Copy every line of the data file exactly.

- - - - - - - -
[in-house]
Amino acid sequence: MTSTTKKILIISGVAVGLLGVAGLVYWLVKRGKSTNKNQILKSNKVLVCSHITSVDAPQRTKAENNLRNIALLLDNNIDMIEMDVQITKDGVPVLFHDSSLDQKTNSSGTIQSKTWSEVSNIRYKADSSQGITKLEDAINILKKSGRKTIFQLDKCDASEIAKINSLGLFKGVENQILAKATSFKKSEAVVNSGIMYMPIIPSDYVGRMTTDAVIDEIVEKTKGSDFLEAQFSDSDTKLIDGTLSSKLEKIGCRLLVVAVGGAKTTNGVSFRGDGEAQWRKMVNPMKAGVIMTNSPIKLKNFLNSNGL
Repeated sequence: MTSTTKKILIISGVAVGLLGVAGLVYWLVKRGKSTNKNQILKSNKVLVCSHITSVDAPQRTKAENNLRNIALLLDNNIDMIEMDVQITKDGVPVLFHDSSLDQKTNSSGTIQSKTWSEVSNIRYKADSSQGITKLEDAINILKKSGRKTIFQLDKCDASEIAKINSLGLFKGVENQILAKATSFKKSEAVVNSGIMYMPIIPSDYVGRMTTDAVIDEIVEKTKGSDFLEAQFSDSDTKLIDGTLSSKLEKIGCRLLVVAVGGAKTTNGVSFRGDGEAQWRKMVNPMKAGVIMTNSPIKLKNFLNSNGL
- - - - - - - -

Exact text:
[in-house]
Amino acid sequence: MTSTTKKILIISGVAVGLLGVAGLVYWLVKRGKSTNKNQILKSNKVLVCSHITSVDAPQRTKAENNLRNIALLLDNNIDMIEMDVQITKDGVPVLFHDSSLDQKTNSSGTIQSKTWSEVSNIRYKADSSQGITKLEDAINILKKSGRKTIFQLDKCDASEIAKINSLGLFKGVENQILAKATSFKKSEAVVNSGIMYMPIIPSDYVGRMTTDAVIDEIVEKTKGSDFLEAQFSDSDTKLIDGTLSSKLEKIGCRLLVVAVGGAKTTNGVSFRGDGEAQWRKMVNPMKAGVIMTNSPIKLKNFLNSNGL
Repeated sequence: MTSTTKKILIISGVAVGLLGVAGLVYWLVKRGKSTNKNQILKSNKVLVCSHITSVDAPQRTKAENNLRNIALLLDNNIDMIEMDVQITKDGVPVLFHDSSLDQKTNSSGTIQSKTWSEVSNIRYKADSSQGITKLEDAINILKKSGRKTIFQLDKCDASEIAKINSLGLFKGVENQILAKATSFKKSEAVVNSGIMYMPIIPSDYVGRMTTDAVIDEIVEKTKGSDFLEAQFSDSDTKLIDGTLSSKLEKIGCRLLVVAVGGAKTTNGVSFRGDGEAQWRKMVNPMKAGVIMTNSPIKLKNFLNSNGL